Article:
If they can translate Club level experience into improved offensive efficiency, Wisconsin may again find themselves at the top of the college game.
February 12, 2016 by Charlie Enders in Preview with 1 comments
In the pantheon of collegiate ultimate, few teams even come close to the pedigree of the Wisconsin Hodags. Three national titles and four runner-ups don’t happen by accident. Every year the Hodags bring it with supreme athleticism and a proven system. While 2015 may have been a down year (by their lofty standards), the Hodags have reloaded for 2016 and look ready to claim a North Central Regional title — and probably more.
Coach: Hector Valdivia
Captains: Craig Cox, Avery Johnson
2015 Results: T-13th Nationals, 2nd NC Regionals
Coming into the 2015 College Championships seeded 12th, the Hodags finished pool play a disappointing 1-3, failed to qualify for the championship bracket, and eventually finished in a tie for 13th. What went wrong? To be frank, their offense let them down. While their defense looked as tenacious as ever, the Hodag O just never seemed to get on the same page throughout the season. They could look lethal at times, but consistency was a constant thorn in their side.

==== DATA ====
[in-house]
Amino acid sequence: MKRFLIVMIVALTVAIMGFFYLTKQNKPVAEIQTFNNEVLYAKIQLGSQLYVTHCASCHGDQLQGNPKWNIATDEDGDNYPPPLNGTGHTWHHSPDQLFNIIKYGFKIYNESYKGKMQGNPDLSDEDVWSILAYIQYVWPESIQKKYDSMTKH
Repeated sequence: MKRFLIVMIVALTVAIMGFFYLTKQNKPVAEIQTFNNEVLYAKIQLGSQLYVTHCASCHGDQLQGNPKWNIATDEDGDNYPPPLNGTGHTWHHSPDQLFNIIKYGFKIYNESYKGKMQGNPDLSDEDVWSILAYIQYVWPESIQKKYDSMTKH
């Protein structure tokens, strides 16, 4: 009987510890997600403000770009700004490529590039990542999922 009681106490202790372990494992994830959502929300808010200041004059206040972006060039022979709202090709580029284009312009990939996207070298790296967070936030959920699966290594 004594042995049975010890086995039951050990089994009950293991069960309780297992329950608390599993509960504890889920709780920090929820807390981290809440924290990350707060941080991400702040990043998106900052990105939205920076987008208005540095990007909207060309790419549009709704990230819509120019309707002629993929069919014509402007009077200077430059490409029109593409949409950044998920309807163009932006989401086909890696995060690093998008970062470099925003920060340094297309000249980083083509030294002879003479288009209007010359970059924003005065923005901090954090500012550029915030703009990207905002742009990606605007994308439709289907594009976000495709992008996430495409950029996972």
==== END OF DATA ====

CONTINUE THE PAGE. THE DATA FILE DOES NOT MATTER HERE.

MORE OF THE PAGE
So how did the Hodags go about addressing this problem for 2016? For starters, a huge portion of this year’s team gained high-level club experience this past summer. “This year we had over 75% of players playing club with either Madison Club, Sub Zero, MadMen, or Climax, which is a record high for us,” Captain Avery Johnson told me. “Any playing time over the summer is pivotal, but even more so when the teams we were playing on were competitive mid and high level club teams where winning was prioritized.”
Sophomores Eric Von Kampen and Nick Vogt and senior Erik Jorgenson all played for Minneapolis Subzero, while seniors Nick Ladas and Ross Barker were essential cogs in Madison Club’s run to the National Quarterfinals. Having this many college teammates with club nationals experience is rare, and the maturity gained from playing on the biggest stage in club ultimate sets the Hodags up for postseason success.
The majority of the Hodags (12) played together on Madison’s second open team, Mad Men. Captain Avery Johnson thinks that this familiarity will pay dividends.
“This year more than most years the guys on Mad Men getting the most playing time were Hodags, partially because we took over leadership of the team in order to further prepare players for the upcoming college season.”
That playing time will certainly prove crucial, as the Hodags, like all college teams, need younger players to step up into roles vacated by graduating players. Luckily for Wisconsin, their departures aren’t nearly as significant as many other teams. While players like Danny Stulligross and Nick Zeman will be difficult to replace, it isn’t impossible, and the Hodags have more than enough talent to do so.